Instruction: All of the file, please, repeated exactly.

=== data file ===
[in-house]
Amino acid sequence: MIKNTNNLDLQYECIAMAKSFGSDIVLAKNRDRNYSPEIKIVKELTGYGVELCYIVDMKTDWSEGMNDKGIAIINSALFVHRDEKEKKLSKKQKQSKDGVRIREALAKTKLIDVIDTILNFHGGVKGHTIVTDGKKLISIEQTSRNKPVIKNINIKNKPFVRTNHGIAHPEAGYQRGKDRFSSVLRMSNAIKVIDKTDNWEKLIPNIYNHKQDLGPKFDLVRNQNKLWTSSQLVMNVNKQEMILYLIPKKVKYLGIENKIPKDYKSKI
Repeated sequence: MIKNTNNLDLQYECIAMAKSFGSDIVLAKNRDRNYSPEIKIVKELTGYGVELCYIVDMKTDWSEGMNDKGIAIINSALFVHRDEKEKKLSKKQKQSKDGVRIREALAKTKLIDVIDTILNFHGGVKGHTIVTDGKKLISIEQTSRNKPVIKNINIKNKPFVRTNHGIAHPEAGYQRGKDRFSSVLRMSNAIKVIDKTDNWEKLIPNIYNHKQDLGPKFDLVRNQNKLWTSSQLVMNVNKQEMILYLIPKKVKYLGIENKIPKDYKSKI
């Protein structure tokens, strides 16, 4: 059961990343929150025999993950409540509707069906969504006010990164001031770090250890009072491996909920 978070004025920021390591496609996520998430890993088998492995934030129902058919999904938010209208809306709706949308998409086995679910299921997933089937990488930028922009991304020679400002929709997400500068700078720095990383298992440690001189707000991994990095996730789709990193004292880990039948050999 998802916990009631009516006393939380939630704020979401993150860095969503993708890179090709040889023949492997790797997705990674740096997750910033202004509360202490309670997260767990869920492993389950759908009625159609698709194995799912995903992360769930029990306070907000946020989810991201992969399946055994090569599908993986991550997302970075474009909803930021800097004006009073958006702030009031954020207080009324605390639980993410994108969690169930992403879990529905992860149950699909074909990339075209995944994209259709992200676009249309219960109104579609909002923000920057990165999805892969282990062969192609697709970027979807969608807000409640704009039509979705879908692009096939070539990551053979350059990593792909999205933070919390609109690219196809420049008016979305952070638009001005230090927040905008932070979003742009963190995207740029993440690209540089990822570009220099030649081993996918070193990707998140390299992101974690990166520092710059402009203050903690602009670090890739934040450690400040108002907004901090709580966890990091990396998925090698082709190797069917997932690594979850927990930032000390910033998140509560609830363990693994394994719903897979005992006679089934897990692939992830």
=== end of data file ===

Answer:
[in-house]
Amino acid sequence: MIKNTNNLDLQYECIAMAKSFGSDIVLAKNRDRNYSPEIKIVKELTGYGVELCYIVDMKTDWSEGMNDKGIAIINSALFVHRDEKEKKLSKKQKQSKDGVRIREALAKTKLIDVIDTILNFHGGVKGHTIVTDGKKLISIEQTSRNKPVIKNINIKNKPFVRTNHGIAHPEAGYQRGKDRFSSVLRMSNAIKVIDKTDNWEKLIPNIYNHKQDLGPKFDLVRNQNKLWTSSQLVMNVNKQEMILYLIPKKVKYLGIENKIPKDYKSKI
Repeated sequence: MIKNTNNLDLQYECIAMAKSFGSDIVLAKNRDRNYSPEIKIVKELTGYGVELCYIVDMKTDWSEGMNDKGIAIINSALFVHRDEKEKKLSKKQKQSKDGVRIREALAKTKLIDVIDTILNFHGGVKGHTIVTDGKKLISIEQTSRNKPVIKNINIKNKPFVRTNHGIAHPEAGYQRGKDRFSSVLRMSNAIKVIDKTDNWEKLIPNIYNHKQDLGPKFDLVRNQNKLWTSSQLVMNVNKQEMILYLIPKKVKYLGIENKIPKDYKSKI
């Protein structure tokens, strides 16, 4: 059961990343929150025999993950409540509707069906969504006010990164001031770090250890009072491996909920 978070004025920021390591496609996520998430890993088998492995934030129902058919999904938010209208809306709706949308998409086995679910299921997933089937990488930028922009991304020679400002929709997400500068700078720095990383298992440690001189707000991994990095996730789709990193004292880990039948050999 998802916990009631009516006393939380939630704020979401993150860095969503993708890179090709040889023949492997790797997705990674740096997750910033202004509360202490309670997260767990869920492993389950759908009625159609698709194995799912995903992360769930029990306070907000946020989810991201992969399946055994090569599908993986991550997302970075474009909803930021800097004006009073958006702030009031954020207080009324605390639980993410994108969690169930992403879990529905992860149950699909074909990339075209995944994209259709992200676009249309219960109104579609909002923000920057990165999805892969282990062969192609697709970027979807969608807000409640704009039509979705879908692009096939070539990551053979350059990593792909999205933070919390609109690219196809420049008016979305952070638009001005230090927040905008932070979003742009963190995207740029993440690209540089990822570009220099030649081993996918070193990707998140390299992101974690990166520092710059402009203050903690602009670090890739934040450690400040108002907004901090709580966890990091990396998925090698082709190797069917997932690594979850927990930032000390910033998140509560609830363990693994394994719903897979005992006679089934897990692939992830």